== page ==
Our guide started us out at Moray - among the many Incan terraces in the area, this one is special. Set in a circular pattern, each level has a different micro-climate. Just the immense size of the site made it an intriguing sight to see.

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Our bike ride started on the road that we took up to Moray, but quickly veered off onto the hiking-biking trail. The trail was well used with ruts, bumps and the occasional burro traffic. Our guide, Raul, was a real pro. Waiting for the slow rider (Joanna), showing us the best way down the trail and taking our pictures at photo-perfect spots.

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We briefly rode through Moras, a little town we drove through earlier in the day.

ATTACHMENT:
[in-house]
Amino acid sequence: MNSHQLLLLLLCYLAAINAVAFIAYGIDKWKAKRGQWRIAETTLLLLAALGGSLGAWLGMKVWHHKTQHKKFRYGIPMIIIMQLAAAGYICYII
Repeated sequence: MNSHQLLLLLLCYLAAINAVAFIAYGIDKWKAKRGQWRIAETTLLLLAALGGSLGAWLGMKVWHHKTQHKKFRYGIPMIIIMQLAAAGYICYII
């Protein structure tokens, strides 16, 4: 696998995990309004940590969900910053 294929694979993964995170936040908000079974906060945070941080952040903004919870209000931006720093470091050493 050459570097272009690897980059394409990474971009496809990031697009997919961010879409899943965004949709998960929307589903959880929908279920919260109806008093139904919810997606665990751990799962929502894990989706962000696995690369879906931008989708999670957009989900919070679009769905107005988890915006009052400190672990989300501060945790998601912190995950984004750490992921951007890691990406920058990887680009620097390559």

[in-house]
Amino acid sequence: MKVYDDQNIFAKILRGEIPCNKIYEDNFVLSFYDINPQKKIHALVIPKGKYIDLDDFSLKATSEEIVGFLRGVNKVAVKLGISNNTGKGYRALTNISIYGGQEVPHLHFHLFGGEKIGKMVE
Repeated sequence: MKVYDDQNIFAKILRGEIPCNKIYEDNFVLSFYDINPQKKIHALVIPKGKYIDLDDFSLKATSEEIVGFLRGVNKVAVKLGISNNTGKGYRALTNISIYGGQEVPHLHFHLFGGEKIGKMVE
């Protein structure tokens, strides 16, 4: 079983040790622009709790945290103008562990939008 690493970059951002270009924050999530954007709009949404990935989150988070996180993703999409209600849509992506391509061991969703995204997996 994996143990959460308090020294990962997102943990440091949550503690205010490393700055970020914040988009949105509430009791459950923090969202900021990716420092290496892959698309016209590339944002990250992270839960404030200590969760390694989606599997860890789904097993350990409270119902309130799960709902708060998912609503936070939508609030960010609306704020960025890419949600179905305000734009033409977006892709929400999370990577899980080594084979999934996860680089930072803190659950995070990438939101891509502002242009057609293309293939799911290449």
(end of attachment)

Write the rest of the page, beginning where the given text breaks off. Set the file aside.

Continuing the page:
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The second site on our trek was the salt wells. These wells are still used to harvest ¨Peruvian pink salt¨from the mountains. Each well (or a group of wells at the site) is owned and harvested by a different family. It takes 3 months for the salt to be ready for final harvest.

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Hearts Cafe
After our rugged bike ride, we were HUNGRY! We stopped at the Hearts Cafe in a corner of the main square. What a great place that was, especially after riding for a few hours. The food was among the freshest homemade food we´d had on our entire trip. The place is also quite special. It was opened in March 2007 to raise funds and awareness of the plight of the women and children in the Sacred Valley, and all of the profits go to children's projects in the Sacred Valley area. The cafe is run by a lovely Brit named Sonia Newhouse. We chatted with her for a few minutes, and she´s a really great lady. We actually ran into her a week or so later in Cusco - we were having breakfast at the time at a cute little German-run cafe where Sonia gets all her fresh yogurt. Small world!

Posted by jtlande 11:10 Archived in Peru Tagged backpacking Comments (0)